Proseminar in Folklore Theory

ENGL 632-001, MW 1:00 PM - 2:15 PM, HLG 321

Pr. John Laudun
HLG 356, Tuesdays 9-12 and by appointment


This course is a survey of key concepts, problems, and perspectives in folklore theory and method, focusing on key moments, ideas, and texts in the evolution of folklore studies in order to acquire a “feel” for the foundations of the discipline. For the purposes of this course, the field is conceived fairly broadly and includes work done in adjacent fields like anthropology, sociology, psychology, linguistics, and literary studies. As much as it is possible, the readings are chronological, allowing us to follow the interactive dimensions of intellectual history, wherein one theory arises as a response to (extension of, corrective of, or refutation of) another theory. Mileage in such a chronology must vary, however, as some texts (usually those that awaited translation) are considered in the context of those texts they most influenced.

The purpose of any proseminar is to acquaint students with the core texts or theories of a particular field of inquiry. Folklore’s diverse beginnings and many interrelations make it particularly difficult to gather all such materials into a semester of study. The aim of this course, then, is to familiarize you with those texts, thinkers, and ideas that seem central in light of recent developments in the discipline and to acquaint you with other texts, thinkers, and ideas so that you may begin to see these complex webs for yourself. A proseminar assumes you have an interest in a field or discipline as a profession, not necessarily as a professional practicing within the field, but as someone interested in the history and nature of the practices of the field as it has developed over time and through various institutions. We will, then, spend the semester reading from folklore’s intellectual history and discussing the implications (those) ideas have for our understanding and uses of folklore.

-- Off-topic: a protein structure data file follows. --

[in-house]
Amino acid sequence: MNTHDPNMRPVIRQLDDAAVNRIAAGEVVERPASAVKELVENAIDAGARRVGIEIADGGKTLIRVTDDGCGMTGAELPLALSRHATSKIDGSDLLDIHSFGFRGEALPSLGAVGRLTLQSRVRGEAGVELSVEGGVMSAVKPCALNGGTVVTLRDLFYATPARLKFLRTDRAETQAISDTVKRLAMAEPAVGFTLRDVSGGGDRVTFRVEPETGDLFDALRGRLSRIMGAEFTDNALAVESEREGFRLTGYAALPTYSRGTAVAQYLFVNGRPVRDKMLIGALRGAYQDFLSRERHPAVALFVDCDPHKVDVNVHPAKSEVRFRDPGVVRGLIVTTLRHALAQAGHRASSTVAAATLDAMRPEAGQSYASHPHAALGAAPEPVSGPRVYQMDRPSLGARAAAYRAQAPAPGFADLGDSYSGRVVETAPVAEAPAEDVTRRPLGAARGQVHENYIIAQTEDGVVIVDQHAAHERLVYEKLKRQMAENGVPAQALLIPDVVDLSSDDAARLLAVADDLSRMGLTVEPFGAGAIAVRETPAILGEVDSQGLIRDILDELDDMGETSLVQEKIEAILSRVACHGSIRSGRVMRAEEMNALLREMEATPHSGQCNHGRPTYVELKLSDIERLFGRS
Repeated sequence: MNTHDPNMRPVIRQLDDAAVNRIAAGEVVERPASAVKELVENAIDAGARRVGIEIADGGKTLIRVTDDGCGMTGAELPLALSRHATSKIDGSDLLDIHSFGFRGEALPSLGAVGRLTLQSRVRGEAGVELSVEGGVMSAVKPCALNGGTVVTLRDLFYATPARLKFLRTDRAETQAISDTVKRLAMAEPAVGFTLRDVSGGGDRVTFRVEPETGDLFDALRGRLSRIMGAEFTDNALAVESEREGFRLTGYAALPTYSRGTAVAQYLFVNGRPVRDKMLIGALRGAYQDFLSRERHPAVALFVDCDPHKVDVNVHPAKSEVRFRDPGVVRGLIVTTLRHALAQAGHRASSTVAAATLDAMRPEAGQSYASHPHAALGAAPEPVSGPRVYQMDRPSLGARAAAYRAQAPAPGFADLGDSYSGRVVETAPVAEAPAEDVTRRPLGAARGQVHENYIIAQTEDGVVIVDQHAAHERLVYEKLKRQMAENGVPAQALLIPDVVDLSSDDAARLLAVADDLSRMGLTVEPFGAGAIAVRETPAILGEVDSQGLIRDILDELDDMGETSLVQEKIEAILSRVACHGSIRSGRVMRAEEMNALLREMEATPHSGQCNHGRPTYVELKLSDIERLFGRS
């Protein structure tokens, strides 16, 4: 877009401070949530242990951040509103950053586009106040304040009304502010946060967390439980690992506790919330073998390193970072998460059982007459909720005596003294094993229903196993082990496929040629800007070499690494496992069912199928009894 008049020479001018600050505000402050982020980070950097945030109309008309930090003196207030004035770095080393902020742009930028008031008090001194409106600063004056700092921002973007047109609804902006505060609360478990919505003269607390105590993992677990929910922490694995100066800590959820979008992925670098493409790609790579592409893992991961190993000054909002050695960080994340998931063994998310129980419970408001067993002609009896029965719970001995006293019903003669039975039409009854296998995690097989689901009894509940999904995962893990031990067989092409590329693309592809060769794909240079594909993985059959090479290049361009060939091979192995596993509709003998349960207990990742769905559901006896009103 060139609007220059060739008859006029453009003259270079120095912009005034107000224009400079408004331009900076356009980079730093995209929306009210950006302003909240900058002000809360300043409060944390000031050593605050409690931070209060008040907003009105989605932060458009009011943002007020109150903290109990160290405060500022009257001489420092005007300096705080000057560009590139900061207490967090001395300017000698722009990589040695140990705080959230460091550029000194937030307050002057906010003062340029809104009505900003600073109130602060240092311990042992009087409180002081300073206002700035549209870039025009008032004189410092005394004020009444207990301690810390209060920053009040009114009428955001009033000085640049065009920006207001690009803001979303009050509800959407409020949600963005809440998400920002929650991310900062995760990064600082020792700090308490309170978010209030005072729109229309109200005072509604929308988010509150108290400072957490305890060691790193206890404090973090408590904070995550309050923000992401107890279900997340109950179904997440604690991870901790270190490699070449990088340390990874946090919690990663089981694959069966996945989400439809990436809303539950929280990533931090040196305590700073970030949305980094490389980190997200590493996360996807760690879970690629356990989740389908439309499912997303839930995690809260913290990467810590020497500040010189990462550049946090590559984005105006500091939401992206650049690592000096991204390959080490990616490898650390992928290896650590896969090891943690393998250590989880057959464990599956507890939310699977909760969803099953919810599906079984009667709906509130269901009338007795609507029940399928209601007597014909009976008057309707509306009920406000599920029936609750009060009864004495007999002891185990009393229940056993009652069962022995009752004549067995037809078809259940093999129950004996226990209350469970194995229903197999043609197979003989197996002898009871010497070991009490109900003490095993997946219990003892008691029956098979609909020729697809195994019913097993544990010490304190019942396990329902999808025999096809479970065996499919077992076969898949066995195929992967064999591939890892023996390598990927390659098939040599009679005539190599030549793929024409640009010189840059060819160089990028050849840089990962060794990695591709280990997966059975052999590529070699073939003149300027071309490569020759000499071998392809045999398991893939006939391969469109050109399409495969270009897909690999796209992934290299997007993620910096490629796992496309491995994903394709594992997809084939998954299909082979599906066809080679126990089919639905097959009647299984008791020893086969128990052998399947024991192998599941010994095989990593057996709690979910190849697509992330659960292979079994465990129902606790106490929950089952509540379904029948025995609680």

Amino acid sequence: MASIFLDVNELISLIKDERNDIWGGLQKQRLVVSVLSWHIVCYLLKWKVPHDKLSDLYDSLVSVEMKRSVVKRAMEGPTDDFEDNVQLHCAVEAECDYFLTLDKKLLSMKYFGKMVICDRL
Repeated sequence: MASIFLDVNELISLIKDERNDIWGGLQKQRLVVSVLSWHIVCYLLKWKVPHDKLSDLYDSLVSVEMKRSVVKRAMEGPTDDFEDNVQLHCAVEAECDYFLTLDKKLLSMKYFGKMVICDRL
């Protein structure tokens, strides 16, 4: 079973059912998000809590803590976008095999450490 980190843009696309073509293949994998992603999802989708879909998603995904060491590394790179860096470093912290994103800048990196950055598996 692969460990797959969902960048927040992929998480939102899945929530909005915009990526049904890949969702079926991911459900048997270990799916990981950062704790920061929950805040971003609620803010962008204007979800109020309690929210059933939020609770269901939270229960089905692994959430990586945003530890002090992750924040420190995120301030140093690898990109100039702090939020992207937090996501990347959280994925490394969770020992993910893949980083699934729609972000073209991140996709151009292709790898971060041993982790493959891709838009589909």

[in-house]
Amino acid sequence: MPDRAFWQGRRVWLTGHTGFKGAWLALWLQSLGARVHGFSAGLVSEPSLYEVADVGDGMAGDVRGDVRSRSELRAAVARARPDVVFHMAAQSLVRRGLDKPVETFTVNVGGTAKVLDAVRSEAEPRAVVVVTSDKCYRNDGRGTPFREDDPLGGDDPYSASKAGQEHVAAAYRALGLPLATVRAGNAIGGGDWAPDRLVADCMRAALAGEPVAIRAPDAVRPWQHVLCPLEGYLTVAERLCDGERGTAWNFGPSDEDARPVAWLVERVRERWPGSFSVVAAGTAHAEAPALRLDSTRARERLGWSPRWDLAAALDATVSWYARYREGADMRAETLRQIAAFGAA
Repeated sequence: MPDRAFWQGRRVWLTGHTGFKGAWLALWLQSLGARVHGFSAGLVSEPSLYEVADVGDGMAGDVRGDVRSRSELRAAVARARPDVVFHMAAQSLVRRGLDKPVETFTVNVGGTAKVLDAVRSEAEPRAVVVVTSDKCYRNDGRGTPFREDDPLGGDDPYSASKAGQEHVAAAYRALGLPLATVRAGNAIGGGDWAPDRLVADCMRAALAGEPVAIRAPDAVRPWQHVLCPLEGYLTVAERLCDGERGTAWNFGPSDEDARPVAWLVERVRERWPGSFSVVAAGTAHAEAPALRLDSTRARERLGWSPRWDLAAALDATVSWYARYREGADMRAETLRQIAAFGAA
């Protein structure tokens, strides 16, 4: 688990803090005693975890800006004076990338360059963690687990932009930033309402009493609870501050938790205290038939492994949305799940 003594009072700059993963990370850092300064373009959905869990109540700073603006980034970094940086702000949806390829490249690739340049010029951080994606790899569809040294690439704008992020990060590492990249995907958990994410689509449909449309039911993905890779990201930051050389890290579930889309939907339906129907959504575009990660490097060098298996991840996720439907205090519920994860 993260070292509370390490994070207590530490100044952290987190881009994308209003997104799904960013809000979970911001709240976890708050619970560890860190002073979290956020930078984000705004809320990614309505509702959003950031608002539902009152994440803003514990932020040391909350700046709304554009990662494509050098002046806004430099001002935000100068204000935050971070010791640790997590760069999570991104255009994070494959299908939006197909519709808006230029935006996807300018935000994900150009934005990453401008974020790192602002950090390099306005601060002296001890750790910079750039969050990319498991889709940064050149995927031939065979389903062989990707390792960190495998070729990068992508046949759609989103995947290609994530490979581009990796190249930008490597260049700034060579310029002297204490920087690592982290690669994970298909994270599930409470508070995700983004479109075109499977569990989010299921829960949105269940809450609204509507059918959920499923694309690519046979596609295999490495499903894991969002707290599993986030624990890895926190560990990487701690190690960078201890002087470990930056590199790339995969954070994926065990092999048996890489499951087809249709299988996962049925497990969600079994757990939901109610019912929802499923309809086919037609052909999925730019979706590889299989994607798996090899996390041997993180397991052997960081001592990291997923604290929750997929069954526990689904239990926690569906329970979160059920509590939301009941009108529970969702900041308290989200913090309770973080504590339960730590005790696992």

Speaking of the field, we will not in this course address directly, in the sense of how-to, the topic of fieldwork, though we will on a regular occasion be concerned with methodology as it is implicated in various theories. That does not lessen the importance of fieldwork, and I encourage, but do not require, all those trying to understand the discipline of folklore studies to do some kind of fieldwork. Extended fieldwork, in the sense of lasting beyond the first interview, is an experience that no one with an investment in the discipline should be without. A more extensive treatment of fieldwork theories and methods is to be found in the folklore fieldwork course.

Finally, there are some methods and skills which any competent “knowledge worker” — more on the use of this term during the semester — should have in this day and age. Some of them have long been within the purview of folklore studies Specifically, folklorists have always, in some ways, engaged the collection and sorting of data that today’s databases make, in many ways, trivial. We will talk about this and other matters throughout the semester, but you should also feel free to bring such topics and concerns up as part of our ongoing conversation.